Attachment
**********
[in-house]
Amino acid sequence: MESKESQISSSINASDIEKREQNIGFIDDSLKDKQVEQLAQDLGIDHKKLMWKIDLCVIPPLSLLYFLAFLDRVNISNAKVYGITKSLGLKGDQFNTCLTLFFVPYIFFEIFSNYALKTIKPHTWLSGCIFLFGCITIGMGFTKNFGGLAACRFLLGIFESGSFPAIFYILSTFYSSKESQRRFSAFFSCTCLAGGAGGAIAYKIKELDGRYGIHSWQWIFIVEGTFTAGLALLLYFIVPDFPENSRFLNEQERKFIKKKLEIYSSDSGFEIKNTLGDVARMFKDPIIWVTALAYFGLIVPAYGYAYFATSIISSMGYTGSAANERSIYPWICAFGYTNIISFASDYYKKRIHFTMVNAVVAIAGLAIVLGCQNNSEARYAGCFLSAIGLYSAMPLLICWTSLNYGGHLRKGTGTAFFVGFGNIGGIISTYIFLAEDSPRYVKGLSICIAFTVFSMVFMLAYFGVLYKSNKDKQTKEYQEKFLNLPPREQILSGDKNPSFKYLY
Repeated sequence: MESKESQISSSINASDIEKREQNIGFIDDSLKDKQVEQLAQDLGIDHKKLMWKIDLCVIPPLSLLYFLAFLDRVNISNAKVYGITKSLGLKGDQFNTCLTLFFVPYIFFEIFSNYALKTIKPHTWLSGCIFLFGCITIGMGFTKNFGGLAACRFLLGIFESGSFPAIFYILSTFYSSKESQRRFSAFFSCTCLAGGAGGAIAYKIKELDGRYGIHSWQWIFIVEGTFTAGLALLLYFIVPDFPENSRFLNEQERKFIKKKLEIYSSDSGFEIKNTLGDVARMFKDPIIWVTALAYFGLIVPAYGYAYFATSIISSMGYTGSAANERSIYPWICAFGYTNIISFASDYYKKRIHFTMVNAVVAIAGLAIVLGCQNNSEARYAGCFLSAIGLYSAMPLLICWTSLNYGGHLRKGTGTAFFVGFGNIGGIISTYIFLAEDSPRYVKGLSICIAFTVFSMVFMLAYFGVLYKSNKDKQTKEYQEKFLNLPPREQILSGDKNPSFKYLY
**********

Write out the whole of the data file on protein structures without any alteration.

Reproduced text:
[in-house]
Amino acid sequence: MESKESQISSSINASDIEKREQNIGFIDDSLKDKQVEQLAQDLGIDHKKLMWKIDLCVIPPLSLLYFLAFLDRVNISNAKVYGITKSLGLKGDQFNTCLTLFFVPYIFFEIFSNYALKTIKPHTWLSGCIFLFGCITIGMGFTKNFGGLAACRFLLGIFESGSFPAIFYILSTFYSSKESQRRFSAFFSCTCLAGGAGGAIAYKIKELDGRYGIHSWQWIFIVEGTFTAGLALLLYFIVPDFPENSRFLNEQERKFIKKKLEIYSSDSGFEIKNTLGDVARMFKDPIIWVTALAYFGLIVPAYGYAYFATSIISSMGYTGSAANERSIYPWICAFGYTNIISFASDYYKKRIHFTMVNAVVAIAGLAIVLGCQNNSEARYAGCFLSAIGLYSAMPLLICWTSLNYGGHLRKGTGTAFFVGFGNIGGIISTYIFLAEDSPRYVKGLSICIAFTVFSMVFMLAYFGVLYKSNKDKQTKEYQEKFLNLPPREQILSGDKNPSFKYLY
Repeated sequence: MESKESQISSSINASDIEKREQNIGFIDDSLKDKQVEQLAQDLGIDHKKLMWKIDLCVIPPLSLLYFLAFLDRVNISNAKVYGITKSLGLKGDQFNTCLTLFFVPYIFFEIFSNYALKTIKPHTWLSGCIFLFGCITIGMGFTKNFGGLAACRFLLGIFESGSFPAIFYILSTFYSSKESQRRFSAFFSCTCLAGGAGGAIAYKIKELDGRYGIHSWQWIFIVEGTFTAGLALLLYFIVPDFPENSRFLNEQERKFIKKKLEIYSSDSGFEIKNTLGDVARMFKDPIIWVTALAYFGLIVPAYGYAYFATSIISSMGYTGSAANERSIYPWICAFGYTNIISFASDYYKKRIHFTMVNAVVAIAGLAIVLGCQNNSEARYAGCFLSAIGLYSAMPLLICWTSLNYGGHLRKGTGTAFFVGFGNIGGIISTYIFLAEDSPRYVKGLSICIAFTVFSMVFMLAYFGVLYKSNKDKQTKEYQEKFLNLPPREQILSGDKNPSFKYLY